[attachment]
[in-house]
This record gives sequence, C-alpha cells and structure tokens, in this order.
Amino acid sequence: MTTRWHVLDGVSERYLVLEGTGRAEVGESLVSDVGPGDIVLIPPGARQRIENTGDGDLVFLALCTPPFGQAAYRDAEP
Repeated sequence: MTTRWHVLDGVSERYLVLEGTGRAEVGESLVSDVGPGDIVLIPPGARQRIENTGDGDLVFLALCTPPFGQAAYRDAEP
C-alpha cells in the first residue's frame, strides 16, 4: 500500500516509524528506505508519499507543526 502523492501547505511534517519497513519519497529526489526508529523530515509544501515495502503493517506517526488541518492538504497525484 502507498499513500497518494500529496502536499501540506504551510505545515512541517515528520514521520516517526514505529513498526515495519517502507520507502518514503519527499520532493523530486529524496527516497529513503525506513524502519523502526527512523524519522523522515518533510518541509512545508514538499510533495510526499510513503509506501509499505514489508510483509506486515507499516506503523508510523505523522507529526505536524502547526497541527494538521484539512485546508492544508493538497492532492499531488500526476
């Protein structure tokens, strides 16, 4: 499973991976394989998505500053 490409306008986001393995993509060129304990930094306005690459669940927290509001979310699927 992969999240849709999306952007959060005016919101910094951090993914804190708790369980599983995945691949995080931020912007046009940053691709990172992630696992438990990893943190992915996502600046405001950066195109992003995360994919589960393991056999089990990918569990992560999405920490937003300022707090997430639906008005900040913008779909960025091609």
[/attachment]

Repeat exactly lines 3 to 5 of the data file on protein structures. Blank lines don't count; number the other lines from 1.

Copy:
Amino acid sequence: MTTRWHVLDGVSERYLVLEGTGRAEVGESLVSDVGPGDIVLIPPGARQRIENTGDGDLVFLALCTPPFGQAAYRDAEP
Repeated sequence: MTTRWHVLDGVSERYLVLEGTGRAEVGESLVSDVGPGDIVLIPPGARQRIENTGDGDLVFLALCTPPFGQAAYRDAEP
C-alpha cells in the first residue's frame, strides 16, 4: 500500500516509524528506505508519499507543526 502523492501547505511534517519497513519519497529526489526508529523530515509544501515495502503493517506517526488541518492538504497525484 502507498499513500497518494500529496502536499501540506504551510505545515512541517515528520514521520516517526514505529513498526515495519517502507520507502518514503519527499520532493523530486529524496527516497529513503525506513524502519523502526527512523524519522523522515518533510518541509512545508514538499510533495510526499510513503509506501509499505514489508510483509506486515507499516506503523508510523505523522507529526505536524502547526497541527494538521484539512485546508492544508493538497492532492499531488500526476